New Evidence on Relative Effectiveness of Adjuvanted Seasonal Influenza Vaccine in Seniors
A worldwide leader in influenza prevention announced the publication of new real-world evidence (RWE) that demonstrated an MF59® adjuvanted, trivalent influenza vaccine (aTIV) was more effective than a standard-dose, non-adjuvanted trivalent seasonal vaccine in preventing influenza-related medical office visits and hospitalizations in seniors during the 2017-2018 influenza season in the USA.
Adding MF59® adjuvant to an influenza vaccine is designed to enhance the immune response to the influenza strains contained in the vaccine in adults 65 years and older.
The Seqirus study was published in Vaccines on August 7, 2020, assessed relative influenza vaccine effectiveness (rVE) of aTIV compared to non-adjuvanted seasonal influenza vaccines including high-dose trivalent vaccine, standard-dose quadrivalent vaccine, and standard-dose trivalent vaccine.
The vaccines included in the economic burden analysis are the only influenza vaccines specifically indicated for patients 65 years and older.
The study also demonstrated that the effectiveness of aTIV and a high-dose trivalent influenza vaccine was comparable in the same population during the study season, emphasizing the critical role enhanced vaccines play in protecting adults 65 years and older against influenza.
This is the first Seqirus-sponsored study to conduct an economic burden analysis using a claims dataset comparing aTIV and a high-dose trivalent influenza vaccine.
The data revealed the all-cause and total influenza-related healthcare costs were comparable among older adults vaccinated with aTIV or a high-dose trivalent influenza vaccine during the 2017-2018 influenza season.
Additionally, participants who received aTIV had significantly lower rates of all-cause hospitalizations and pneumonia and asthma, COPD, bronchial hospitalizations, compared with TIV-SD.
Costs included those associated with all-cause total healthcare costs, influenza-related hospitalization costs, influenza-related ER costs, influenza-related office visits, and antiviral treatment costs, and influenza-related total costs.
Stephen I. Pelton, M.D., Professor of Pediatrics at Boston University School of Medicine and study author, stated: "The Centers for Disease Control (CDC) estimates that between 50 and 70 percent of seasonal influenza-related hospitalizations occurred in U.S. adults 65 and older.”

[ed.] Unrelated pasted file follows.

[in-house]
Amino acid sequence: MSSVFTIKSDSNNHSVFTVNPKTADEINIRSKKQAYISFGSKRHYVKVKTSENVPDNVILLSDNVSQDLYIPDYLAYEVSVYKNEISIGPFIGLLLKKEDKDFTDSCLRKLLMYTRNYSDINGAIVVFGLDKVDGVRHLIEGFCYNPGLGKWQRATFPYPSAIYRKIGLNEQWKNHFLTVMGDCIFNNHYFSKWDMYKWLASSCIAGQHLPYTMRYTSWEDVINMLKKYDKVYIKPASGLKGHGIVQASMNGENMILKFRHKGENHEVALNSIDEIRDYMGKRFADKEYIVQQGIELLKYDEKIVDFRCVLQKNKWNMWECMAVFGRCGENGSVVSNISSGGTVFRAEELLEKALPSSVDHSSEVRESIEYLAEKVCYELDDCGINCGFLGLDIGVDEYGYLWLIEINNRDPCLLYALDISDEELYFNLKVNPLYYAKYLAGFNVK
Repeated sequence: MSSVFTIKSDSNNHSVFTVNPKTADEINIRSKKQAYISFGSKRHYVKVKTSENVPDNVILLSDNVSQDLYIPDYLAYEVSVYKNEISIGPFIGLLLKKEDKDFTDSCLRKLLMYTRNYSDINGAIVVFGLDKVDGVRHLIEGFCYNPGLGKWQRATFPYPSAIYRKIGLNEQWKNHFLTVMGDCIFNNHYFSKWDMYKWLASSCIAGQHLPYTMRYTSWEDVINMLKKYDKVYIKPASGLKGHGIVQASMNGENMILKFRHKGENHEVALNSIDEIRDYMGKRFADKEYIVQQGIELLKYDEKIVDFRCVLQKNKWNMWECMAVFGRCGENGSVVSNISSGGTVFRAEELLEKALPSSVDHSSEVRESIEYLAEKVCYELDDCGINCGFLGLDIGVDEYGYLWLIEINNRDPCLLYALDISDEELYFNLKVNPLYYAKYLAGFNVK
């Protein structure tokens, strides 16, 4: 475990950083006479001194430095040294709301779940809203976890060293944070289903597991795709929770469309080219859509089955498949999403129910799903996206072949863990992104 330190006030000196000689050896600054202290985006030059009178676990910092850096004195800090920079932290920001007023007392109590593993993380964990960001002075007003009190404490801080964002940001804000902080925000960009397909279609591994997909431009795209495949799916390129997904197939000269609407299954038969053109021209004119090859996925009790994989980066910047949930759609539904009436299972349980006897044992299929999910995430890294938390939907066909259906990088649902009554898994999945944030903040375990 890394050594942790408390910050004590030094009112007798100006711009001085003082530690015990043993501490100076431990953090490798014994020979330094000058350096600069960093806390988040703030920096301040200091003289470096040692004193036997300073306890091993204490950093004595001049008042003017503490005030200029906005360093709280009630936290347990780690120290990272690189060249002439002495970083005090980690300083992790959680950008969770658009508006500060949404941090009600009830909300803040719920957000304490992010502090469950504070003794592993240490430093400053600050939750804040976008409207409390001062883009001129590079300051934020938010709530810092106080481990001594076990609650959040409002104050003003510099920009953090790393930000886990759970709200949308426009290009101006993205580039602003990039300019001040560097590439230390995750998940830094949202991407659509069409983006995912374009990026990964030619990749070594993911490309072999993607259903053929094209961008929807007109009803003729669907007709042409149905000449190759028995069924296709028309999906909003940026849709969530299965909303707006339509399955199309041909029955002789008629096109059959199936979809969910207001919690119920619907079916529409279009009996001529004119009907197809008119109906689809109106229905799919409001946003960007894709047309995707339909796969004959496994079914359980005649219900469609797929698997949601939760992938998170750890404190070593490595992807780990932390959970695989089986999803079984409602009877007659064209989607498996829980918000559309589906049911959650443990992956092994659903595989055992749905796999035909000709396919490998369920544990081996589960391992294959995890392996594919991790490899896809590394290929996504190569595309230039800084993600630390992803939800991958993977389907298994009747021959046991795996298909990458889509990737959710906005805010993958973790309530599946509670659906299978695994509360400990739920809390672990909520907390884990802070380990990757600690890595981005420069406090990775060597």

“Our data, published in Vaccines, demonstrate the important role enhanced vaccines contribute to the prevention of influenza in vulnerable populations and their potential to help reduce influenza-related morbidity and treatment costs."
Using data from IQVIA's Integrated Data Warehouse, which include Professional Fee Claims (Dx), Prescription Claims (Rx), and Hospital Charge Data Master (CDM), researchers studied adults 65 years and older who were vaccinated with a TIV, TIV-HD, non-adjuvanted, quadrivalent standard-dose influenza vaccine (QIV-SD), and non-adjuvanted, trivalent standard-dose influenza vaccine (TIV-SD) during the 2017/18 U.S. influenza season.
Adjusted rVE analysis indicated that aTIV was significantly more effective in preventing influenza-related medical office visits and influenza-related hospitalization/ER visits compared to QIV-SD and TIV-SD, and comparably effective to TIV-HD.
Influenza-related medical office visits were defined in the study based on a physician's office visit with a claim for a rapid influenza diagnostic test followed by antiviral treatment within two days of the test, and influenza-related hospitalization / ER visits were defined as patients with a diagnosis code for influenza.
Additionally, an economic analysis was conducted to compare influenza-related healthcare resource use and costs between patients that received aTIV and TIV-HD. These two vaccines were included in the analysis as they are the only influenza vaccines with specific indications for patients 65 years and older.
The analysis found that all-cause and influenza-related total costs were comparable between aTIV and TIV-HD.
This study was subject to the typical limitations associated with retrospective database studies.
Influenza is a common, contagious seasonal respiratory disease that may cause severe illness and life-threatening complications in some people. Influenza can lead to clinical symptoms varying from mild to moderate respiratory illness to severe complications, hospitalization, and in some cases, death.
Because transmission of influenza viruses to others may occur 1-day before symptoms develop and up to 5 to 7 days after becoming sick, the CDC recommends annual vaccination for individuals aged 6-months and older, who do not have any contraindications.
The CDC recommends that people get vaccinated by the end of October each year. However, getting vaccinated too early can be associated with reduced protection against influenza infection later in the flu season.
A listing of CDC authorized influenza vaccines for the 2020-2021 flu season in the USA, including Seqirus’ Fluad, is found on this PrecisionVaccinations webpage.
Seqirus is part of CSL Limited and is one of the largest influenza vaccine providers in the world.
PrecisionVaccinations publishes research-based flu vaccine news.